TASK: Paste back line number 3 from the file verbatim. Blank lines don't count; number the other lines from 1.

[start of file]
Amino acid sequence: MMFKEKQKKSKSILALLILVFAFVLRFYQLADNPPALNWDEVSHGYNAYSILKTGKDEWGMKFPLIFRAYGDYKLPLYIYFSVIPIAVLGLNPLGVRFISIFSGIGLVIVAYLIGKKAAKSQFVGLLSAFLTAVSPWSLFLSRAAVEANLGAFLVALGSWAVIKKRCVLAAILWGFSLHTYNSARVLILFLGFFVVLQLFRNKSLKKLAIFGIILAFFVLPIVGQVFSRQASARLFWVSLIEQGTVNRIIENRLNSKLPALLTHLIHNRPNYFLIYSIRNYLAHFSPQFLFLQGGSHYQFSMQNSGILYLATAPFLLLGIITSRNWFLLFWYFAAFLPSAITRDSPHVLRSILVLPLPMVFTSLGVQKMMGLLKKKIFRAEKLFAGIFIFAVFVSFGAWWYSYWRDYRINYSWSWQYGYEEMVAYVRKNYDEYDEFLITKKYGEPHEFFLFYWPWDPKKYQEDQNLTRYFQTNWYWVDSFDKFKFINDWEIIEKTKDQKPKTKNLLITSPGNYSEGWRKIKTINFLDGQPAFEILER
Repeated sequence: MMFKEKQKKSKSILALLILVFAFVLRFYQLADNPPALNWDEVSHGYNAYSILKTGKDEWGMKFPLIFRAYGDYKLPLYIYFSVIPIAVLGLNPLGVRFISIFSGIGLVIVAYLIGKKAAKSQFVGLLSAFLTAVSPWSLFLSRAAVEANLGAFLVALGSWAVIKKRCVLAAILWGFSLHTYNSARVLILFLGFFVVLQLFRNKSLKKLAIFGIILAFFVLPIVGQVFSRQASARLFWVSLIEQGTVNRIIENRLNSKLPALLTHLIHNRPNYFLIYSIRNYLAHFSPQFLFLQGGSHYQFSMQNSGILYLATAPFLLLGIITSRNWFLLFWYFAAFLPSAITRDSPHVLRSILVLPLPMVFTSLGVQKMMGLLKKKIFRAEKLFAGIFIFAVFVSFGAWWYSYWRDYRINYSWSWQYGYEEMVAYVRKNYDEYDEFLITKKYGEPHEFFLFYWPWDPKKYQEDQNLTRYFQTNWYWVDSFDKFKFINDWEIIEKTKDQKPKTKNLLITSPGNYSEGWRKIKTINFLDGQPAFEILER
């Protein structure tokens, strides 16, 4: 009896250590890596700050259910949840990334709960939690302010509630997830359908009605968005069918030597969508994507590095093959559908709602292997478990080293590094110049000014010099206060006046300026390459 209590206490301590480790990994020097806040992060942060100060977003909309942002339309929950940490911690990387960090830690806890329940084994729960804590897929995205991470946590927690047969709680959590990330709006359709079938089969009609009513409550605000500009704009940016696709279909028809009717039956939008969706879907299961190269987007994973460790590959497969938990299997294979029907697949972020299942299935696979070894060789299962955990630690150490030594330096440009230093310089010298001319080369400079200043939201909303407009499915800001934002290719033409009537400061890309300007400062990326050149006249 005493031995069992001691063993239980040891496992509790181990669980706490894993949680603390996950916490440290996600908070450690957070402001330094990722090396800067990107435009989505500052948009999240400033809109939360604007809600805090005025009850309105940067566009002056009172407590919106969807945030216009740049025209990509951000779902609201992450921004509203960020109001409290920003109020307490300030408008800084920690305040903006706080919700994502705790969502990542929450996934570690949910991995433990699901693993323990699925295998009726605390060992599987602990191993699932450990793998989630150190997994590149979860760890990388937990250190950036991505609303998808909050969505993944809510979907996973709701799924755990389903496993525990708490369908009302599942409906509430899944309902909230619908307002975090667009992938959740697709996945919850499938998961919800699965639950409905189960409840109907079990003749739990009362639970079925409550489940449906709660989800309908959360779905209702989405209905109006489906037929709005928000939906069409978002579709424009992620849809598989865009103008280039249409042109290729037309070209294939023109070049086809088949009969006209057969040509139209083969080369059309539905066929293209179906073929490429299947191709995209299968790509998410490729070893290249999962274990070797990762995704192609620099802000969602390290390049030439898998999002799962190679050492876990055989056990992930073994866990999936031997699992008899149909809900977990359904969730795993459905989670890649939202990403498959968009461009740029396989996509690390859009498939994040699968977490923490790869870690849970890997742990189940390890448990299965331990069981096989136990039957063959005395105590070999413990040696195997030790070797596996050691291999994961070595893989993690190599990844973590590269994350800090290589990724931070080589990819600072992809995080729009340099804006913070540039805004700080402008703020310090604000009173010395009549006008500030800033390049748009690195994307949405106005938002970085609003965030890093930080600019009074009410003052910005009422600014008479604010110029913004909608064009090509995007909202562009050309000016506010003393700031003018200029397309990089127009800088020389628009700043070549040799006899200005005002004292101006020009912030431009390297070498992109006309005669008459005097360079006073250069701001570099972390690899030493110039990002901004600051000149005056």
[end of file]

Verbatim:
């Protein structure tokens, strides 16, 4: 009896250590890596700050259910949840990334709960939690302010509630997830359908009605968005069918030597969508994507590095093959559908709602292997478990080293590094110049000014010099206060006046300026390459 209590206490301590480790990994020097806040992060942060100060977003909309942002339309929950940490911690990387960090830690806890329940084994729960804590897929995205991470946590927690047969709680959590990330709006359709079938089969009609009513409550605000500009704009940016696709279909028809009717039956939008969706879907299961190269987007994973460790590959497969938990299997294979029907697949972020299942299935696979070894060789299962955990630690150490030594330096440009230093310089010298001319080369400079200043939201909303407009499915800001934002290719033409009537400061890309300007400062990326050149006249 005493031995069992001691063993239980040891496992509790181990669980706490894993949680603390996950916490440290996600908070450690957070402001330094990722090396800067990107435009989505500052948009999240400033809109939360604007809600805090005025009850309105940067566009002056009172407590919106969807945030216009740049025209990509951000779902609201992450921004509203960020109001409290920003109020307490300030408008800084920690305040903006706080919700994502705790969502990542929450996934570690949910991995433990699901693993323990699925295998009726605390060992599987602990191993699932450990793998989630150190997994590149979860760890990388937990250190950036991505609303998808909050969505993944809510979907996973709701799924755990389903496993525990708490369908009302599942409906509430899944309902909230619908307002975090667009992938959740697709996945919850499938998961919800699965639950409905189960409840109907079990003749739990009362639970079925409550489940449906709660989800309908959360779905209702989405209905109006489906037929709005928000939906069409978002579709424009992620849809598989865009103008280039249409042109290729037309070209294939023109070049086809088949009969006209057969040509139209083969080369059309539905066929293209179906073929490429299947191709995209299968790509998410490729070893290249999962274990070797990762995704192609620099802000969602390290390049030439898998999002799962190679050492876990055989056990992930073994866990999936031997699992008899149909809900977990359904969730795993459905989670890649939202990403498959968009461009740029396989996509690390859009498939994040699968977490923490790869870690849970890997742990189940390890448990299965331990069981096989136990039957063959005395105590070999413990040696195997030790070797596996050691291999994961070595893989993690190599990844973590590269994350800090290589990724931070080589990819600072992809995080729009340099804006913070540039805004700080402008703020310090604000009173010395009549006008500030800033390049748009690195994307949405106005938002970085609003965030890093930080600019009074009410003052910005009422600014008479604010110029913004909608064009090509995007909202562009050309000016506010003393700031003018200029397309990089127009800088020389628009700043070549040799006899200005005002004292101006020009912030431009390297070498992109006309005669008459005097360079006073250069701001570099972390690899030493110039990002901004600051000149005056």